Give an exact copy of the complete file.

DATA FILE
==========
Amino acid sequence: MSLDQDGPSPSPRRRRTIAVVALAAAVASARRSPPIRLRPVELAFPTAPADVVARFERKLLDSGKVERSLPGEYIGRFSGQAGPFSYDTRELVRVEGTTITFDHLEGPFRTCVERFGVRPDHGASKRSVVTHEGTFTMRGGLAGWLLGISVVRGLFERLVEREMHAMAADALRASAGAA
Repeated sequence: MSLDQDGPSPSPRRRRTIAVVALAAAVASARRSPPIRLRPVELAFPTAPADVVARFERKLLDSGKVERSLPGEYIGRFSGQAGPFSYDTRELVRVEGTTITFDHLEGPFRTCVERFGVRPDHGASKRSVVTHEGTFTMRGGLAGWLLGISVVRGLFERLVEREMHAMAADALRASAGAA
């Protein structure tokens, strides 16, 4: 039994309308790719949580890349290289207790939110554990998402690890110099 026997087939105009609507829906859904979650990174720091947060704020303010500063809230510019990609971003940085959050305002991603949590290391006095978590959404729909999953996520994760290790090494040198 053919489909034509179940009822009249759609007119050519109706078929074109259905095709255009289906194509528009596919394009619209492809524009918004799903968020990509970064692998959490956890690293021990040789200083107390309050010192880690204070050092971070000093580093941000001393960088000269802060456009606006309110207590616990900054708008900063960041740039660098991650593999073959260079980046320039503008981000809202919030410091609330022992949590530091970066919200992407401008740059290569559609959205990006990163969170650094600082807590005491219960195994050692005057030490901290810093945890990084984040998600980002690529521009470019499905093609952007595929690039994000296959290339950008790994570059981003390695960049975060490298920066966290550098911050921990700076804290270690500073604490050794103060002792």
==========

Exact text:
Amino acid sequence: MSLDQDGPSPSPRRRRTIAVVALAAAVASARRSPPIRLRPVELAFPTAPADVVARFERKLLDSGKVERSLPGEYIGRFSGQAGPFSYDTRELVRVEGTTITFDHLEGPFRTCVERFGVRPDHGASKRSVVTHEGTFTMRGGLAGWLLGISVVRGLFERLVEREMHAMAADALRASAGAA
Repeated sequence: MSLDQDGPSPSPRRRRTIAVVALAAAVASARRSPPIRLRPVELAFPTAPADVVARFERKLLDSGKVERSLPGEYIGRFSGQAGPFSYDTRELVRVEGTTITFDHLEGPFRTCVERFGVRPDHGASKRSVVTHEGTFTMRGGLAGWLLGISVVRGLFERLVEREMHAMAADALRASAGAA
């Protein structure tokens, strides 16, 4: 039994309308790719949580890349290289207790939110554990998402690890110099 026997087939105009609507829906859904979650990174720091947060704020303010500063809230510019990609971003940085959050305002991603949590290391006095978590959404729909999953996520994760290790090494040198 053919489909034509179940009822009249759609007119050519109706078929074109259905095709255009289906194509528009596919394009619209492809524009918004799903968020990509970064692998959490956890690293021990040789200083107390309050010192880690204070050092971070000093580093941000001393960088000269802060456009606006309110207590616990900054708008900063960041740039660098991650593999073959260079980046320039503008981000809202919030410091609330022992949590530091970066919200992407401008740059290569559609959205990006990163969170650094600082807590005491219960195994050692005057030490901290810093945890990084984040998600980002690529521009470019499905093609952007595929690039994000296959290339950008790994570059981003390695960049975060490298920066966290550098911050921990700076804290270690500073604490050794103060002792």